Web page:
If chefs are concerned about reducing waste, they can’t limit themselves to their own kitchens. Food waste starts as early as harvest. Consider the strangely persistent example of ugly carrots, mentioned by several chefs. Most carrots grow with some knots and twists, but farmers know that no one is going to buy carrots that look like a bundle of arthritic fingers. Ugly carrots often become what Devoti called “second veg”: healthy, nutritious produce that gets fed to animals, composted or trashed instead of being sold to humans.
“Pick up a bunch of organic carrots and they’re all sexy – perfect, straight lines,” Devoti said. “How many shitty carrots did you have to go through to get those perfect ones?” Devoti and the Gallinas aren’t opposed to ugly carrots, and they want their farmers to know it.
This gets to the lynchpin of farm-to-table dining: the relationship chefs and restaurateurs have with farmers. At this point “farm-to-table” sounds like a cute, meaningless buzzword, about the same as seeing “fresh” printed all over menus. But for chefs committed to working closely with farmers to source their food responsibly and reduce waste, it’s not as easy as ordering week-to-week from a big supplier while printing trendy farm names on your menu.
Chefs who work closely with farmers have to hold plans lightly, wait to see what has been harvested and be willing to change their menus to accommodate that. This is why the seared scallop dish at J. McArthur’s An American Kitchen rotates accompanying vegetables and sauces depending on the season; it’s why you never know what you’ll see on the menu at Kevin Willmann’s Farmhaus night to night.
Working with farmers is as unpredictable as farming – which can sound charming until it’s time to turn the compost or pay for the organic onions. Those things take commitment. “It’s not easy or consistent. Some people get really freaked out by that,” Michael said.
“There are some chefs who have the perception they’re more into it than they actually are,” said Claverach Farms owner Sam Hilmer. “I’ve seen more than a few farmers get disenchanted working with chefs.” Hilmer stopped dealing with restaurants completely after transitioning to agricultural tourism and farm dinners in recent years. “It was hard to depend on those deals,” he said. “If the (restaurants) got slow they’d just cancel their order and the farmers would get screwed over.”
Chefs who want to influence how farmers grow their food have to build some trust first. And how do they do that? “You pay on time,” Devoti said. If ugly carrots sell, then they’ll be saved from the compost. The most powerful way chefs can influence farming practices, then, is through reliable business for the kinds of produce they value.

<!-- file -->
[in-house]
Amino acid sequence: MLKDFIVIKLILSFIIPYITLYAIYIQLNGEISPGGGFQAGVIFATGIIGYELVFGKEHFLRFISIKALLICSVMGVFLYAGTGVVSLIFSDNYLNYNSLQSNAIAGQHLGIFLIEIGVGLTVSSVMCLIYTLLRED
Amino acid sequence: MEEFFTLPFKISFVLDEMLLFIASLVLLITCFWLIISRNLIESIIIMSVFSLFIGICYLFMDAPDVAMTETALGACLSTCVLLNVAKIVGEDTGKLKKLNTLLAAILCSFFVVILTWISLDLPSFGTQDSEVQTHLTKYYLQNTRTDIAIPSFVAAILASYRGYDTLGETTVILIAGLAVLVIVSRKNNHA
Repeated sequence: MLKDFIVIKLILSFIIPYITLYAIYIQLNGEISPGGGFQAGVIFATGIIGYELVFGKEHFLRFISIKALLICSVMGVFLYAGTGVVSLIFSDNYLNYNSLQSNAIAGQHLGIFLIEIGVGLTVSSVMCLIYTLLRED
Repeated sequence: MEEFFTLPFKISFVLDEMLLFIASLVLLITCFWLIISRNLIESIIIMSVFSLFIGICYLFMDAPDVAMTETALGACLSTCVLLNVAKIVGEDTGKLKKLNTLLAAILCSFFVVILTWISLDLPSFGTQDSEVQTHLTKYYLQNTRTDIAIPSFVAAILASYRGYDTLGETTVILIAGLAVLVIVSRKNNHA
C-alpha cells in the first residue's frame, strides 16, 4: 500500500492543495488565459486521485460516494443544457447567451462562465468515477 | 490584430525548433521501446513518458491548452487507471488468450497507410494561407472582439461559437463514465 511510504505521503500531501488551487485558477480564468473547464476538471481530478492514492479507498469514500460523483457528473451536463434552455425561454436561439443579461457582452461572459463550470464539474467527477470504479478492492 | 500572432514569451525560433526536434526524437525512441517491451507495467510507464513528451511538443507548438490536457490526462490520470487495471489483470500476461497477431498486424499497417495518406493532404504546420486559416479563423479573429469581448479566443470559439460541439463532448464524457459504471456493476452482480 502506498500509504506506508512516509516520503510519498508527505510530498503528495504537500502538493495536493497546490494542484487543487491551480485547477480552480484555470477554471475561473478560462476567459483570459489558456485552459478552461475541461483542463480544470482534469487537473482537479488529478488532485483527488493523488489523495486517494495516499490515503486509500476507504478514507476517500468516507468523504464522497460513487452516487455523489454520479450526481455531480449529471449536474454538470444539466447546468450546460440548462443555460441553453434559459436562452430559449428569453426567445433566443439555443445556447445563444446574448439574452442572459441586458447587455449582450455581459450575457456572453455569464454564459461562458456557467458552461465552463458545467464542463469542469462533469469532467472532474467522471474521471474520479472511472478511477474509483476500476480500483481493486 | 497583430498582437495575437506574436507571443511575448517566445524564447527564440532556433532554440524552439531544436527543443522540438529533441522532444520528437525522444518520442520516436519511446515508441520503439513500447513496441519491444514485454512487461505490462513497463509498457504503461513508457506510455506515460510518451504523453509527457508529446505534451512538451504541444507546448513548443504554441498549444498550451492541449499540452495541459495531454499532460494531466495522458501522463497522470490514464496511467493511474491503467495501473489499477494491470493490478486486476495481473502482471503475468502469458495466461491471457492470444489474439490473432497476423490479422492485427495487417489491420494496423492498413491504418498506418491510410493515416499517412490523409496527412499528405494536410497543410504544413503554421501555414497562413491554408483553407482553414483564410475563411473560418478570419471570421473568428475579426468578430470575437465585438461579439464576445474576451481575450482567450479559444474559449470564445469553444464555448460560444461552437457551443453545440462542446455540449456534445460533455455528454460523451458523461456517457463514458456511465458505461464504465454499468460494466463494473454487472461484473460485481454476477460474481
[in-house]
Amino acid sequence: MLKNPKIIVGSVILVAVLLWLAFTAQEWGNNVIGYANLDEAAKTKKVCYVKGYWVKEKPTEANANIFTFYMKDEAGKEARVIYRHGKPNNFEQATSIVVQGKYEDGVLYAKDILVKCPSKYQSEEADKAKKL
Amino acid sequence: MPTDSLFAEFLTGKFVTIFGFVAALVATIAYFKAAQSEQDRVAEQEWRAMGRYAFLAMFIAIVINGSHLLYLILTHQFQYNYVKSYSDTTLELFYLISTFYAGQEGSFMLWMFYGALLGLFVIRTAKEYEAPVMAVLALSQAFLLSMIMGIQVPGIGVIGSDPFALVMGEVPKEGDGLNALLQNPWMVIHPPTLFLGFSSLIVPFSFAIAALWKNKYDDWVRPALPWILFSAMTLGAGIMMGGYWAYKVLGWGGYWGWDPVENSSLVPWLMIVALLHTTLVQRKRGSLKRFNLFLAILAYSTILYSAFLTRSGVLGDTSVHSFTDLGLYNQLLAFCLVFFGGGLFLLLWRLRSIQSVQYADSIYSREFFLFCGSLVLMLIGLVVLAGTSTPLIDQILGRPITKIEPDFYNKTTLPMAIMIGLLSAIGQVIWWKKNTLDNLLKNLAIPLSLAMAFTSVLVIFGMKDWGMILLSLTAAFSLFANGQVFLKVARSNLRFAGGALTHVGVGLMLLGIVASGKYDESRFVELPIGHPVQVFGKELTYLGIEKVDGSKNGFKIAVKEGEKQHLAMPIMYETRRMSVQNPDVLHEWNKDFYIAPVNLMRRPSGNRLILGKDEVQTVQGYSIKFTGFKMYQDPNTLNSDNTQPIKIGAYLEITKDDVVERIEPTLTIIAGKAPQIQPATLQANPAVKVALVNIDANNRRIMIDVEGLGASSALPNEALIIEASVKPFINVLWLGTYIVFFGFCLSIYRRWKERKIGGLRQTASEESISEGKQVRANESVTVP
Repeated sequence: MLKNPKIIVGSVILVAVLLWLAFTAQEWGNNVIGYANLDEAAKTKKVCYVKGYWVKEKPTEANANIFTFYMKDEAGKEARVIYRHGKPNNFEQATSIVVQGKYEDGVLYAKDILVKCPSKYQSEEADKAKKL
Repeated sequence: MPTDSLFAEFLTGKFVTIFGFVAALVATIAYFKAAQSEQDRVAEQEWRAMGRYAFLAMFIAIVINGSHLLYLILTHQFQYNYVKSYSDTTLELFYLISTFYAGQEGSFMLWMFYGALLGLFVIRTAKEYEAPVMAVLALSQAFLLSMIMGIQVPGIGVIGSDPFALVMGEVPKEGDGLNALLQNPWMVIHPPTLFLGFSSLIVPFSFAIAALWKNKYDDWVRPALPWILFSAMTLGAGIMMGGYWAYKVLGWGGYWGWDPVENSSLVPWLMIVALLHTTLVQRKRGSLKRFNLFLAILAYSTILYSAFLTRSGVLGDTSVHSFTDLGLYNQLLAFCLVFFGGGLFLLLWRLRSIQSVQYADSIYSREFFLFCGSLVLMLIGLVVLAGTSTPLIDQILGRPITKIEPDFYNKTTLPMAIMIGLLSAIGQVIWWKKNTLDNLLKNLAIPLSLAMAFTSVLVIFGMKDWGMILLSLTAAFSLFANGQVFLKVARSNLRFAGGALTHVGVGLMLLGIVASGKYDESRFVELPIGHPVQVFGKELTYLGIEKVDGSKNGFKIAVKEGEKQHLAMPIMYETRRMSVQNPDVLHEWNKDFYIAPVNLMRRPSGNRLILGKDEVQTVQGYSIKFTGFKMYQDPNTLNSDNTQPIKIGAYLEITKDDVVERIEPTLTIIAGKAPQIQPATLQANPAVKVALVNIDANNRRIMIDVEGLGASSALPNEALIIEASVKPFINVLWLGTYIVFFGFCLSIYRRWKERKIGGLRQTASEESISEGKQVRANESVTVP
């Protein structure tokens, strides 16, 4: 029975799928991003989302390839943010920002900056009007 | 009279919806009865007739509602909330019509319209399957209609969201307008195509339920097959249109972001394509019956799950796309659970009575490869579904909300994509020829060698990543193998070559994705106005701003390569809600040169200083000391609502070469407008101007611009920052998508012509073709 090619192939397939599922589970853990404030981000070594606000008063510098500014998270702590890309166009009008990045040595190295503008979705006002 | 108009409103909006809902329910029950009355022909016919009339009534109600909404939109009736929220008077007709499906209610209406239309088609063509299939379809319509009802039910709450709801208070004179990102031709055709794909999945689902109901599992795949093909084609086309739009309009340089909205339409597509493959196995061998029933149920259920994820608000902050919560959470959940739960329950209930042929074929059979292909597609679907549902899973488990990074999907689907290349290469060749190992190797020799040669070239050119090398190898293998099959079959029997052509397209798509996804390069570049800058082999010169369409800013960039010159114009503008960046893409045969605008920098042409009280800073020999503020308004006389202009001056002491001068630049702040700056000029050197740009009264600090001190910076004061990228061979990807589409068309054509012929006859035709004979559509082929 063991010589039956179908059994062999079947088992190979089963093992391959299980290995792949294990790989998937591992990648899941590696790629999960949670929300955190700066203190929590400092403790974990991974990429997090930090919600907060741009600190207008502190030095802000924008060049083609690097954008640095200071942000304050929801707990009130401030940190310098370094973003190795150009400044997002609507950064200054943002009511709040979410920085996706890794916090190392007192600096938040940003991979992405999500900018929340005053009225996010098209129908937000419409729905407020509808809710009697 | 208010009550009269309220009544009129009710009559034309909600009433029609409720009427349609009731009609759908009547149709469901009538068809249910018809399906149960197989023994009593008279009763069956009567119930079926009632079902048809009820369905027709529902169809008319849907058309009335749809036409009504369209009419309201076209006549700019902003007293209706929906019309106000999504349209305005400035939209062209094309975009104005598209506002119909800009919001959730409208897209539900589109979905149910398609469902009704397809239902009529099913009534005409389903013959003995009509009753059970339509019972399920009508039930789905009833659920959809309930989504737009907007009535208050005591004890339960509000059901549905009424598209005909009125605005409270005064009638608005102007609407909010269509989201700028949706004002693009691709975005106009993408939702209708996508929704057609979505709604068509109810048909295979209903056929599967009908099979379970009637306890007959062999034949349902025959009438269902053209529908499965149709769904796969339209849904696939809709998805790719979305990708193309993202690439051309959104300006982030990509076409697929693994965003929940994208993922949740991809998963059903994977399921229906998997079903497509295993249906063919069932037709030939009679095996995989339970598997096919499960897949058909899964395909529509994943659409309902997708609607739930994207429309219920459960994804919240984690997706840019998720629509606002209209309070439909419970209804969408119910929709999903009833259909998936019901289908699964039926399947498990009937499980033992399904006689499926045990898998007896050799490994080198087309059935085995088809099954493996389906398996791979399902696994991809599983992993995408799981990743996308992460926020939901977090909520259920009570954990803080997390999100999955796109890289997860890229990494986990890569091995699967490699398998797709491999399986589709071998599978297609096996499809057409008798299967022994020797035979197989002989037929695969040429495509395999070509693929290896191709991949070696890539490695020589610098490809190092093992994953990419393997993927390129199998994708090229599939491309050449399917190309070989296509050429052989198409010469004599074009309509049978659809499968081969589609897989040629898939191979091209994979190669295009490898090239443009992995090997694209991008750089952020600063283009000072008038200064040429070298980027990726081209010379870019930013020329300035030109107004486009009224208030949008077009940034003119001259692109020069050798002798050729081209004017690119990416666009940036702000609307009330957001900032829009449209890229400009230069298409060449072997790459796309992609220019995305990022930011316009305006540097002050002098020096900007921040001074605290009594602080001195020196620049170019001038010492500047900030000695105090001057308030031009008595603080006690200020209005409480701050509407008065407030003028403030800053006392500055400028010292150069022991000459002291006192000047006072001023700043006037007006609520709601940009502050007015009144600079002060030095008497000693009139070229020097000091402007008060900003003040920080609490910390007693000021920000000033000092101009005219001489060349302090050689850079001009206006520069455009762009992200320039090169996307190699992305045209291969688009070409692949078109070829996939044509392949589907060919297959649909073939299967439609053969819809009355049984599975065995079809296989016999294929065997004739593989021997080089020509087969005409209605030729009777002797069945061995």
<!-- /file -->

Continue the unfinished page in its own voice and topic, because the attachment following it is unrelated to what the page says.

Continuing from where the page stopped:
“Chefs are requesting things in certain ways,” Tara said. “So if you’re getting something already fabricated, what happened to the rest of it?” And she doesn’t just mean trimmed beets or even ugly carrots – she means whole fields lost, thrown away, composted or fed to animals, because they were attacked by flea beetles and look ugly, despite being perfectly edible.
“Sometimes (farmers) lose things,” Michael said. “But they don’t always have to. The relationship we want to build with farmers is that they could call us if they’re having an issue with something. … I think it’s the chef’s obligation to try to help. It’s a hard life to be a farmer in the sense of making money – (more so if they’re) losing crops that could really be utilized instead of thrown in compost or in the garbage.”
Not every restaurant concept can accommodate that degree of flexibility, and not every kitchen has the right kind of talent to make it possible. That’s not a knock to cooks, either – some spectacular actors and comedians can’t do improv.
Restaurants that do have the flexibility and talent require a lot of trust on the part of diners – trust that even if they don’t know what to expect from a chef, that’s it’s going to be good. “It’s hard to keep it, too,” Devoti said. “You have to stay creative.”
These circles of trust between farmer, chef and diner are what the Gallinas want to help build in St. Louis. And the challenge and creativity demanded? That’s the whole point. Give them your ugly carrots, your flea beetle-bitten harvest, your field radish cover crop that no one wants to eat. “It’s not avant-garde to bring in seafood from both coasts or to top everything with foie gras,” Michael said. Everybody knows those things taste good, he said, and they don’t exactly improve the industry. For a worthy challenge, try making ugly carrots worthy of a fine dining bill.